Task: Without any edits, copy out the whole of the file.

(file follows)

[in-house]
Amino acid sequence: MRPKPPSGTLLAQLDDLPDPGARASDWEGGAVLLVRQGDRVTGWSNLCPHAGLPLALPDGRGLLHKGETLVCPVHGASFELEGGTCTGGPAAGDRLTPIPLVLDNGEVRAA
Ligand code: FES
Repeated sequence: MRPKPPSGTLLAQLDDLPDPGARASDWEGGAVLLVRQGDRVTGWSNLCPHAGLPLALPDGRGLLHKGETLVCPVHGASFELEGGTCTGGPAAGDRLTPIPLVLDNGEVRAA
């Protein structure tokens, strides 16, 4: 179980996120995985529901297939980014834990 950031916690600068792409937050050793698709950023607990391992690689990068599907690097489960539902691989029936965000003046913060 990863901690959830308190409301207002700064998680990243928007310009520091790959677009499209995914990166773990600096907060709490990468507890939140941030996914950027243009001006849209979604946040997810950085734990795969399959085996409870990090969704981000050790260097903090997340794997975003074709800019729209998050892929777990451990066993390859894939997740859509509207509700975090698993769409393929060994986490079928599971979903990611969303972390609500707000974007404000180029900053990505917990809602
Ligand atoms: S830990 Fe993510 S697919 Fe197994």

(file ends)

[in-house]
Amino acid sequence: MRPKPPSGTLLAQLDDLPDPGARASDWEGGAVLLVRQGDRVTGWSNLCPHAGLPLALPDGRGLLHKGETLVCPVHGASFELEGGTCTGGPAAGDRLTPIPLVLDNGEVRAA
Ligand code: FES
Repeated sequence: MRPKPPSGTLLAQLDDLPDPGARASDWEGGAVLLVRQGDRVTGWSNLCPHAGLPLALPDGRGLLHKGETLVCPVHGASFELEGGTCTGGPAAGDRLTPIPLVLDNGEVRAA
């Protein structure tokens, strides 16, 4: 179980996120995985529901297939980014834990 950031916690600068792409937050050793698709950023607990391992690689990068599907690097489960539902691989029936965000003046913060 990863901690959830308190409301207002700064998680990243928007310009520091790959677009499209995914990166773990600096907060709490990468507890939140941030996914950027243009001006849209979604946040997810950085734990795969399959085996409870990090969704981000050790260097903090997340794997975003074709800019729209998050892929777990451990066993390859894939997740859509509207509700975090698993769409393929060994986490079928599971979903990611969303972390609500707000974007404000180029900053990505917990809602
Ligand atoms: S830990 Fe993510 S697919 Fe197994």